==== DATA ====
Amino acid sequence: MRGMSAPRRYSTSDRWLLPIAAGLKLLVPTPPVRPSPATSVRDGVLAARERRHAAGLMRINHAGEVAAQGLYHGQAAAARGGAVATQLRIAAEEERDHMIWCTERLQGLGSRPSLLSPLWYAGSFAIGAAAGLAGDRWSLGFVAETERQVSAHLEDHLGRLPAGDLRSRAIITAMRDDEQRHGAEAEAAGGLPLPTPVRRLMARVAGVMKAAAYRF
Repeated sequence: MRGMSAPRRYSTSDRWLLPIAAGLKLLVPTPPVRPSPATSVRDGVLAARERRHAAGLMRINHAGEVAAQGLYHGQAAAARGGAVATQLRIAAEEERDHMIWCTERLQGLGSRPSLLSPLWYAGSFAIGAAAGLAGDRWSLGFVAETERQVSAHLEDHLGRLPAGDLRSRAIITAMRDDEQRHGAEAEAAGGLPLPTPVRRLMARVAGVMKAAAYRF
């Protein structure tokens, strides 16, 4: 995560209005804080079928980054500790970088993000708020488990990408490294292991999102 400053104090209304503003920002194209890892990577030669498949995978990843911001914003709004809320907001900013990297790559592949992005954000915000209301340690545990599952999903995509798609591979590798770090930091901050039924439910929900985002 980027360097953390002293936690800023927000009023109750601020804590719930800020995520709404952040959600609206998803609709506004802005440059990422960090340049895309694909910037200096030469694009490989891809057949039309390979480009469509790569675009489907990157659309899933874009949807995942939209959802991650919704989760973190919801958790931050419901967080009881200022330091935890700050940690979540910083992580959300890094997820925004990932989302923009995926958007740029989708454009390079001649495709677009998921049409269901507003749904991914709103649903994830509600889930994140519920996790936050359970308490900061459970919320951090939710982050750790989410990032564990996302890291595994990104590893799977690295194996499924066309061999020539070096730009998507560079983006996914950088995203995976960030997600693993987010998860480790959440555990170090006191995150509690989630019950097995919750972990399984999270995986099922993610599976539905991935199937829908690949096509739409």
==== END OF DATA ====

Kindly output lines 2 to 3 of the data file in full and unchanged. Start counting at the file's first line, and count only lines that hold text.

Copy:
Repeated sequence: MRGMSAPRRYSTSDRWLLPIAAGLKLLVPTPPVRPSPATSVRDGVLAARERRHAAGLMRINHAGEVAAQGLYHGQAAAARGGAVATQLRIAAEEERDHMIWCTERLQGLGSRPSLLSPLWYAGSFAIGAAAGLAGDRWSLGFVAETERQVSAHLEDHLGRLPAGDLRSRAIITAMRDDEQRHGAEAEAAGGLPLPTPVRRLMARVAGVMKAAAYRF
């Protein structure tokens, strides 16, 4: 995560209005804080079928980054500790970088993000708020488990990408490294292991999102 400053104090209304503003920002194209890892990577030669498949995978990843911001914003709004809320907001900013990297790559592949992005954000915000209301340690545990599952999903995509798609591979590798770090930091901050039924439910929900985002 980027360097953390002293936690800023927000009023109750601020804590719930800020995520709404952040959600609206998803609709506004802005440059990422960090340049895309694909910037200096030469694009490989891809057949039309390979480009469509790569675009489907990157659309899933874009949807995942939209959802991650919704989760973190919801958790931050419901967080009881200022330091935890700050940690979540910083992580959300890094997820925004990932989302923009995926958007740029989708454009390079001649495709677009998921049409269901507003749904991914709103649903994830509600889930994140519920996790936050359970308490900061459970919320951090939710982050750790989410990032564990996302890291595994990104590893799977690295194996499924066309061999020539070096730009998507560079983006996914950088995203995976960030997600693993987010998860480790959440555990170090006191995150509690989630019950097995919750972990399984999270995986099922993610599976539905991935199937829908690949096509739409």